U.S. Department of Commerce, U.S. Commercial Service

U.S. Government Agency Helps European Companies Find Suppliers and Partners

The Commercial Service’s Düsseldorf office is one of 160 international locations.

“Our mission is to help U.S. companies find good international business partners,” says Lora Baker, Commercial Consul at the U.S. Consulate General in Düsseldorf. “And that means we work with local companies to learn about their business needs.” Baker adds, “Many businesspeople in Germany think that the U.S. is made up only of giant corporations. In fact, 90% of the companies in the U.S. are in the small or medium sized range. Similarly sized firms in Germany and Europe make the best partners these U.S. firms.”

“Our business is making perfect matches,” says Senior Trade Specialist Anette Salama working the Healthcare Technologies markets, “and we do it in a number of different ways.” Whether a German company wants to conduct its search for U.S. suppliers in person, online, via video conference, or by browsing product catalogs, the Commercial Service can help. No matter how a company chooses to go about its search, having the U.S. government behind them means fewer worries, more confidence in the companies they meet, and more trust in the whole process.

Salama and the Düsseldorf team have helped hundreds of U.S. exhibitors find partners in German, European and global markets at shows such as Medica, K’, Analytica, Wire+Tube and others. Two quotes from participants in the USDOC-organized CEO American Business Center at Medica serve as samples of matchmaking successes: “Thanks to MEDICA, we are in serious negotiations with a major French distributor.” “As a result of our CEO participation, we have agency, licensing and joint venture agreements pending and expect projected sales for the next twelve months of $ 2 million.” U.S. Commercial Service support reduces worries and stress related to approaching a new, foreign business partner and increases confidence among the two business partners.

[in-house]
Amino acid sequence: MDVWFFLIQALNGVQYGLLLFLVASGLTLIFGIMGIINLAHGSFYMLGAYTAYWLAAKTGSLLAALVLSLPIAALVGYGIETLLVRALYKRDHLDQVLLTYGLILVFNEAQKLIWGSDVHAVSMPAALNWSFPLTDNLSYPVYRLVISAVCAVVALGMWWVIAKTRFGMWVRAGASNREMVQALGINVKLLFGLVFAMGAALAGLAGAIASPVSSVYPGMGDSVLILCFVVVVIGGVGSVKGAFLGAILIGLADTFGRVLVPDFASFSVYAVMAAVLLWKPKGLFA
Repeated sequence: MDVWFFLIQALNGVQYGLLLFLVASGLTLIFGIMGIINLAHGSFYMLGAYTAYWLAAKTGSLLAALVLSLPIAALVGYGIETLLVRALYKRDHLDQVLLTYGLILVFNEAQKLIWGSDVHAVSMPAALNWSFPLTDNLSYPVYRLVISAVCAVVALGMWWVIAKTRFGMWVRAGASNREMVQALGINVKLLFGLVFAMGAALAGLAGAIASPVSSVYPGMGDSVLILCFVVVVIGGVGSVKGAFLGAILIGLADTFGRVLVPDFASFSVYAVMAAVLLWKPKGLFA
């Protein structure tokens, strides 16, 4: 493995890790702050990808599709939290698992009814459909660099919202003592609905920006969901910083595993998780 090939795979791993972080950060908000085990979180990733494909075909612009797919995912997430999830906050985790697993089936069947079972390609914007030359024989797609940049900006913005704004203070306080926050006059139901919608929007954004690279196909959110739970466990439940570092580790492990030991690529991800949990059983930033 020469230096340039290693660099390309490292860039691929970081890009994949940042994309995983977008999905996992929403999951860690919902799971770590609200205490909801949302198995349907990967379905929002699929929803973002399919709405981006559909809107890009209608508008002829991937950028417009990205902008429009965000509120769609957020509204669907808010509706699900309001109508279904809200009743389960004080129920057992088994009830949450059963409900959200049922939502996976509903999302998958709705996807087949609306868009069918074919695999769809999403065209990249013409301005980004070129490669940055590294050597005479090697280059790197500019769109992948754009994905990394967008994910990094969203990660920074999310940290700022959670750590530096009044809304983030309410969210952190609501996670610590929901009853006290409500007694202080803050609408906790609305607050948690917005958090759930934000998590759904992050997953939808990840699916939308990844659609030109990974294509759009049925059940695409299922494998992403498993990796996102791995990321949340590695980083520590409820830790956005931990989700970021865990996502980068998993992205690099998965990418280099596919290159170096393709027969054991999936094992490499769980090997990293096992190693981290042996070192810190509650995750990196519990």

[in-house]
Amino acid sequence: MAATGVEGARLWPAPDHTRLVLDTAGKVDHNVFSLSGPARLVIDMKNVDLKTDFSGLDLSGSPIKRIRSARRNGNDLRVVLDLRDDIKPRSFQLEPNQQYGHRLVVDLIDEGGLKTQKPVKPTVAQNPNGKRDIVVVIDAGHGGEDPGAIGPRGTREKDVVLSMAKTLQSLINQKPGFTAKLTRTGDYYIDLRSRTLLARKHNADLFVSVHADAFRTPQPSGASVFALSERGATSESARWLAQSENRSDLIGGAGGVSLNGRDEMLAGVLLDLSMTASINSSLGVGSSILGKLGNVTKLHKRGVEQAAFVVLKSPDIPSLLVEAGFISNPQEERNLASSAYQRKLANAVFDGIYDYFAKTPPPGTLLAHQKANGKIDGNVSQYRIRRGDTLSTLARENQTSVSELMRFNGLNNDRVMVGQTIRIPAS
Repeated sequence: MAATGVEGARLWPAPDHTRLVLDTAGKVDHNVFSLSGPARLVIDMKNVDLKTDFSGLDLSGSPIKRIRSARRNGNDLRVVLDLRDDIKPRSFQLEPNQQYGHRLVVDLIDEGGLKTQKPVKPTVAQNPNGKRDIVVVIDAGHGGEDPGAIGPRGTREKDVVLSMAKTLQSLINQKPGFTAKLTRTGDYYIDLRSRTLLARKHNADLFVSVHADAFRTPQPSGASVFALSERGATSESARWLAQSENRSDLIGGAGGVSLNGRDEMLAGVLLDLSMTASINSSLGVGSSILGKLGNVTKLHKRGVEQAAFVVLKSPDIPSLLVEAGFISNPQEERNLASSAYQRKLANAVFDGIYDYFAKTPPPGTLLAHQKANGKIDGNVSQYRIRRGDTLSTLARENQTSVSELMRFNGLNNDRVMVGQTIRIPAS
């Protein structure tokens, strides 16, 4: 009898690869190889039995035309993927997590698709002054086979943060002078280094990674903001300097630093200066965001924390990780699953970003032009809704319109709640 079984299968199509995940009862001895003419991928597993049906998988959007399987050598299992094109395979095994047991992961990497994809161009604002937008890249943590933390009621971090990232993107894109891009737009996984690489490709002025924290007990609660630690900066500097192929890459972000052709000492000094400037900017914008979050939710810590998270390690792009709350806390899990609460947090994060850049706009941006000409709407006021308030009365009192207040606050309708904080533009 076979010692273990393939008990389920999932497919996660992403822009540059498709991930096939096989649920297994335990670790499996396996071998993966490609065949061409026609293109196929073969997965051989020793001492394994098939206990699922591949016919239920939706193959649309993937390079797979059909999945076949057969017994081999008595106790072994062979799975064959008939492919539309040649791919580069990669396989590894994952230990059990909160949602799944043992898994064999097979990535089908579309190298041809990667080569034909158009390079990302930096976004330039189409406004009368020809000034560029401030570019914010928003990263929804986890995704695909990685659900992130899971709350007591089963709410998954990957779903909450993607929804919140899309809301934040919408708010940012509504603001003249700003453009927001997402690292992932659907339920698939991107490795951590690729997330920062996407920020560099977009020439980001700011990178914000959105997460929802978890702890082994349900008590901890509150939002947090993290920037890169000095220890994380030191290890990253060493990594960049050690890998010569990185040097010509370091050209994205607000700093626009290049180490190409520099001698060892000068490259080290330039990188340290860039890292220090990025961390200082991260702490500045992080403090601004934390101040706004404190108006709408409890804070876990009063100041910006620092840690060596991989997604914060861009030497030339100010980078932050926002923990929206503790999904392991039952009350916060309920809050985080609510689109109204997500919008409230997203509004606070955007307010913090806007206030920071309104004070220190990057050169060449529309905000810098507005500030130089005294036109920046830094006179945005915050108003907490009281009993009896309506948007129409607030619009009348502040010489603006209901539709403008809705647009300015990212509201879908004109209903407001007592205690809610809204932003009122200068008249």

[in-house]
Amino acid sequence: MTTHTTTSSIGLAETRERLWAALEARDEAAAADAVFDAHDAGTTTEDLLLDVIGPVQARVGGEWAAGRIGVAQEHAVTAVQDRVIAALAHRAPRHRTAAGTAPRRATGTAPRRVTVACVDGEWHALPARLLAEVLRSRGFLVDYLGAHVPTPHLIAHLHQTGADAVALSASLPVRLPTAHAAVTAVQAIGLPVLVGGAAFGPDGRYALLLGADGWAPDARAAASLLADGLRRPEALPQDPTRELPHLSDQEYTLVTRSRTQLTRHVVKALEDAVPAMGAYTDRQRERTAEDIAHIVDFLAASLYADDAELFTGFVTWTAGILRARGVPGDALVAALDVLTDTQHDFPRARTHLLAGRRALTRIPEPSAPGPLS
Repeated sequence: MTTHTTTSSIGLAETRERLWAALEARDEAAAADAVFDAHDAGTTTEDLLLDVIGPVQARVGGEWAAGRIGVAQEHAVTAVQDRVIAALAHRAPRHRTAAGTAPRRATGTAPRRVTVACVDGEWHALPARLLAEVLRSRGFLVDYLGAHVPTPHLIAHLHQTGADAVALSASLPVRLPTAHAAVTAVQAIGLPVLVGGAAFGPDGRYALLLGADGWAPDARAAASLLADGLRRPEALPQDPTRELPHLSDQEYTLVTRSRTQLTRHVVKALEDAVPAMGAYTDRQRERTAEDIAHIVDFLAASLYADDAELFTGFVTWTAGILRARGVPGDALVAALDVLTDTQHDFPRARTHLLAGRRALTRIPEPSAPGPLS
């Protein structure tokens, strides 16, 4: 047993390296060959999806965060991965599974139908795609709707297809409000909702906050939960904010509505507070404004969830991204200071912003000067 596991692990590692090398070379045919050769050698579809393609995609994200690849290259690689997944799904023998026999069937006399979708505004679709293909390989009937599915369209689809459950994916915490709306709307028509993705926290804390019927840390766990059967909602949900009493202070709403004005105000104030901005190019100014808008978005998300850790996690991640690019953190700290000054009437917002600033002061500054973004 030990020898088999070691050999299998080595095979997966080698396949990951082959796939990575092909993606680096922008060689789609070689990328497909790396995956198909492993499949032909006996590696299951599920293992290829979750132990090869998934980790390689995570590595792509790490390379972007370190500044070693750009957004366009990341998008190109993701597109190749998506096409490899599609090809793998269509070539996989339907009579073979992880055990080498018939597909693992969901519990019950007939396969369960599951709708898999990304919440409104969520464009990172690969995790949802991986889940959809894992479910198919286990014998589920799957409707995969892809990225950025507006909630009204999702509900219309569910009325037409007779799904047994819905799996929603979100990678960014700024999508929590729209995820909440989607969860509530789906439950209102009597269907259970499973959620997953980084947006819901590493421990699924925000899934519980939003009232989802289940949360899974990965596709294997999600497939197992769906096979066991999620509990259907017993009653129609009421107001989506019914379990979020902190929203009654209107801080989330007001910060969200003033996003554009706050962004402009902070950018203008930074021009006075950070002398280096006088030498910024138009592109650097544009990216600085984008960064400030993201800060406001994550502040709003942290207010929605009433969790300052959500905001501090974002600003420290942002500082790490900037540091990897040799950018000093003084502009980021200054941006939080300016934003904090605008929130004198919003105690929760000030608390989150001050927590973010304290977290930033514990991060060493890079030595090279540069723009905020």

If a company prefers to meet prospective suppliers in person, the Commercial Service offers several options. “Meeting face-to-face is probably the best way to get to know a potential supplier or partner,” says Salama. For example, the International Buyer Program recruits delegations of qualified buyers to visit major trade shows in the U.S. There are nearly 30 shows each year in a variety of sectors, including electronics, apparel, food products, telecommunications, and medical equipment. Commercial Service Germany representatives escort German company representatives to shows, arrange meetings and site visits with suppliers, and provide technical and other assistance when required, including post-show follow-up.

For the company looking for more personalized service, the Gold Key service is ideal. Commercial Service trade specialists in the U.S. will interview U.S. companies to find those that best meet the buyer’s needs. When the German representatives arrive in the U.S., all the legwork and research has been done. Interpreting and logistical support are also available. A videoconference version of this service allows buyers and sellers to exchange information without leaving home.

For more information on the U.S. Commercial Service, visit www.export.gov or call the U.S. Commercial Service Düsseldorf office at 49-211-737767-60.


The U.S. Commercial Service — Your Global Business Partner

With its network of offices across the United States and in more than 80 countries, the U.S. Commercial Service of the U.S. Department of Commerce utilizes its global presence and international marketing expertise to help U.S. companies sell their products and services worldwide. Locate the U.S. Commercial Service trade specialist in the U.S. nearest you by visiting http://www.export.gov/.

Disclaimer: The information provided in this report is intended to be of assistance to U.S. exporters. While we make every effort to ensure its accuracy, neither the United States government nor any of its employees make any representation as to the accuracy or completeness of information in this or any other United States government document. Readers are advised to independently verify any information prior to reliance thereon. The information provided in this report does not constitute legal advice.

International copyright, U.S. Department of Commerce, 2012. All rights reserved outside of the United States.